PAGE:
by H. Haverstock, The Chicago Times
August 15, 2021
KABUL — According to US officials and UN sources, Afghan citizens face beheadings, forced “marriages”, and other possible war crimes as the Taliban sweeps across the Afghanistan, wresting control from ineffective government forces as the Biden’s withdrawal policies are implemented.
The militants are currently on the outskirts of Kabul and seek a “peaceful” transfer of power according to their definition of “peaceful”. According to the US chargé d’affaires in Kabul the reported executions “could constitute war crimes . . . The Taliban’s statements in Doha do not resemble their actions in Badakhshan, Ghazni, Helmand & Kandahar . . . attempts to monopolize power through violence, fear, & war will only lead to international isolation.”
A Taliban spokesman (a group that helped support the 9/11 attacks that killed 3,000 people) denied earlier this week that the group was executing prisoners, despite witness accounts contradicting that claim. The Taliban has also denied allegations that its militants demanded conquered territories provide them with females aged 15 and older as brides. Taliban abuses of women are well known and there is a history of Taliban fighters raping girls as young as 13-years of age.
According to an Afghanistan Independent Human Rights Commission report on civilian casualties in the country during the first six months of 2021, 1,677 people were killed and 3,644 were injured by the end of June. According to the report, this is an increase of 80% over the same period in 2020, and it is “the bloodiest six months for Afghan civilians since AIHRC started documenting.” The Taliban was blamed for over 900 deaths and over 2,000 injuries, more than doubling its toll from last year. There have also been reports of targeted assassinations.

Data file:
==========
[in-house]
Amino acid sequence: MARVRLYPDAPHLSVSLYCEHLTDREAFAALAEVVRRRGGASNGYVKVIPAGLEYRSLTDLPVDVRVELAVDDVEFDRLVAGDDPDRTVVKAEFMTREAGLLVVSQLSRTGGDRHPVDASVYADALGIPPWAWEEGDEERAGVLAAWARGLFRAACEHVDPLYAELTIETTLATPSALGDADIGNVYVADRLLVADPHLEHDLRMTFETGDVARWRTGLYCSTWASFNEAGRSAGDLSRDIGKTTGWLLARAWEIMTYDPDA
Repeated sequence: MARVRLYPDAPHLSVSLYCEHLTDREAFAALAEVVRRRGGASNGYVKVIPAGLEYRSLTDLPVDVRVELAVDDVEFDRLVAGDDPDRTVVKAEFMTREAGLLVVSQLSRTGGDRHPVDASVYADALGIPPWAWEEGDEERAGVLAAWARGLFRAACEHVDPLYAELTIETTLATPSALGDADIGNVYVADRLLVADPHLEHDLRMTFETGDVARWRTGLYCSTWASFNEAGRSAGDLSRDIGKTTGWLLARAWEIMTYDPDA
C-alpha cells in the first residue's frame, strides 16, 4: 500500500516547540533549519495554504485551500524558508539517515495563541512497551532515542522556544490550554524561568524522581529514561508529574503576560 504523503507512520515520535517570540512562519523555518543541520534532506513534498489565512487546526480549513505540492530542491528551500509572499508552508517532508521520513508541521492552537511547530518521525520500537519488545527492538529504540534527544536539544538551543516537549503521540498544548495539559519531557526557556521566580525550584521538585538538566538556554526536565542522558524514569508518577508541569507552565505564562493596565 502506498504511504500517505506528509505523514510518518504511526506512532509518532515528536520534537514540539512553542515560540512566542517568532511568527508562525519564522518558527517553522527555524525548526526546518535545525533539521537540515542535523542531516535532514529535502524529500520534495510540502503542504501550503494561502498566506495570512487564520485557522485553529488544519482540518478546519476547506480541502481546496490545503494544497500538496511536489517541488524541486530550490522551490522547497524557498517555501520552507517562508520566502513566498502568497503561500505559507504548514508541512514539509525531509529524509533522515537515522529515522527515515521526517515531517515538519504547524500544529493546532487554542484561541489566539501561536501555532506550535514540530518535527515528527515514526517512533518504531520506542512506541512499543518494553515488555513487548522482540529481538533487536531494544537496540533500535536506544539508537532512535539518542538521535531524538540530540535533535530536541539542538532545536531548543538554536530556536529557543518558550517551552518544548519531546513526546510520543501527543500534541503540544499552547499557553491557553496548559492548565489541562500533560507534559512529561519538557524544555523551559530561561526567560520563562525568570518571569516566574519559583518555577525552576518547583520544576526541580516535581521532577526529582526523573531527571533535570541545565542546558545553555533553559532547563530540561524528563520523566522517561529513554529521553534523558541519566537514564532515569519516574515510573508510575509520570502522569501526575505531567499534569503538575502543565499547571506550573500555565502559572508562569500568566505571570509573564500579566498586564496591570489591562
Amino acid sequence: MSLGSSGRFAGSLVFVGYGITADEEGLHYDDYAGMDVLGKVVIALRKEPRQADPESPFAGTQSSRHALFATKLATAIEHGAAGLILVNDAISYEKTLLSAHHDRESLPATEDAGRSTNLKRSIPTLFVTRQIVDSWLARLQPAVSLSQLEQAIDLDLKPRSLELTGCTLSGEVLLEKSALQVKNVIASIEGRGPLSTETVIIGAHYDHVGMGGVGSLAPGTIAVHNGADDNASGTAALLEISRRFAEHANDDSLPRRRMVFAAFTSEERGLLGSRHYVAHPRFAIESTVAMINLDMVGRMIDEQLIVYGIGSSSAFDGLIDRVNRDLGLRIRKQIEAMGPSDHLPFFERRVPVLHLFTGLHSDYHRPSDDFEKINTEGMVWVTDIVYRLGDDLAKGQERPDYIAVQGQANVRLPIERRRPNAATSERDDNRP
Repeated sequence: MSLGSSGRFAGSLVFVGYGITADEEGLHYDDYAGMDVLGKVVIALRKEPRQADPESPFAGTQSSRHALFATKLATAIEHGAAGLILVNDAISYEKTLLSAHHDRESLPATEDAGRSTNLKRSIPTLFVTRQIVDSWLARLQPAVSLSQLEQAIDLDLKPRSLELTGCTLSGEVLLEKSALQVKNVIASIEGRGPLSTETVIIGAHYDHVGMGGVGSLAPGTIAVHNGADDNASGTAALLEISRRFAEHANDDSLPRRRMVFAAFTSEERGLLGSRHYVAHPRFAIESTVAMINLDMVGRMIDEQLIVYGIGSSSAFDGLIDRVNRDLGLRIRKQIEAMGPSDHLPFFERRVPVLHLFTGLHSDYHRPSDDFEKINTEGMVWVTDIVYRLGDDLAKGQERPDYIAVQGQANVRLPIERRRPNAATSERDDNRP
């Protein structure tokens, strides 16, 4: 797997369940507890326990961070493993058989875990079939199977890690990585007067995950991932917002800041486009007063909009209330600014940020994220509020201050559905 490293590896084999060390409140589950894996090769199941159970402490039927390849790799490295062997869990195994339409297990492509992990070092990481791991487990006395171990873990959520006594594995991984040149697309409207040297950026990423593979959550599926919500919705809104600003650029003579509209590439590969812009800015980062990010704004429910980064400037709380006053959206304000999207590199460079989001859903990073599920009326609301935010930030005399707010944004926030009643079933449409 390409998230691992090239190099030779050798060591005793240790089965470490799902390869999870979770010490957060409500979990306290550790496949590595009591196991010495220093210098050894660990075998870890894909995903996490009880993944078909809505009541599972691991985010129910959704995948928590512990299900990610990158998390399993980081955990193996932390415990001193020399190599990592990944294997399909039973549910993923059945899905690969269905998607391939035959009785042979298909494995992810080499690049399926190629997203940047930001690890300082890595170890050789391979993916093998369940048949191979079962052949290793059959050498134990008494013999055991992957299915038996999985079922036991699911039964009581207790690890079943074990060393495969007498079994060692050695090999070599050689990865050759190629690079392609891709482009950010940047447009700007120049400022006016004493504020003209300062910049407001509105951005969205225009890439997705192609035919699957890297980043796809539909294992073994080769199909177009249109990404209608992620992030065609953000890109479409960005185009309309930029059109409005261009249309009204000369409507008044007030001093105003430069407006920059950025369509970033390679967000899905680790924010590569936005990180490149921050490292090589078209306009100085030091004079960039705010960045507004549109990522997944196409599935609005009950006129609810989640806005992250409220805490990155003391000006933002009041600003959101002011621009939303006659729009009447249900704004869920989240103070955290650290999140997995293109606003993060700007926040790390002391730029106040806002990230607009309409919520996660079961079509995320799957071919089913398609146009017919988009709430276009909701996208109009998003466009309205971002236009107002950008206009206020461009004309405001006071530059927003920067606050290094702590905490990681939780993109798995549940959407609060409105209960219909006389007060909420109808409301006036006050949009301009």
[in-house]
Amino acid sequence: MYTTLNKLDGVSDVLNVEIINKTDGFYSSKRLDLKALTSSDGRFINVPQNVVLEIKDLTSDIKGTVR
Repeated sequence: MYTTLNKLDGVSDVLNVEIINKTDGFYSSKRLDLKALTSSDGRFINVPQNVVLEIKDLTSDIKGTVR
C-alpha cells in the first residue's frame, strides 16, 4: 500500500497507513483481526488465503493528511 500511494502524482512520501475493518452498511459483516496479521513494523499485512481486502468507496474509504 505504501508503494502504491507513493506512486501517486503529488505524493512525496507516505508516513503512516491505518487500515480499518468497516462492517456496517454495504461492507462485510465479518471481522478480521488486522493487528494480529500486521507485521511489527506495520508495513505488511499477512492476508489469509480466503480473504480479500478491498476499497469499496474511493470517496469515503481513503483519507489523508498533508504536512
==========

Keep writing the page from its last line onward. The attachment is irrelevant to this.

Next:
The Taliban has a history of targeting pro-western Afghan workers. Workers are beheaded or disappeared while “acceptable” female family members are “married off” to the Taliban fighters or political leaders as war prizes.
There have also been reports of attacks on Shiite Muslims, who follow a different sect of Islam than the Taliban, as well as business owners and other civilians. The majority of civilian casualties were discovered in the country’s southwest, which includes Kandahar and Helmand provinces, which the Taliban seized on Friday along with at least three other provincial capitals.
According to the United Nations, the violence has displaced approximately 400,000 Afghan citizens since May.
In the midst of the chaos, Democrat President Joe Biden is reducing its military and civilian personnel presence.
The Pentagon announced on Friday that it would send 3,000 service members to Kabul to assist the State Department in evacuating the embassy. By Saturday, the figure had risen to 5,000.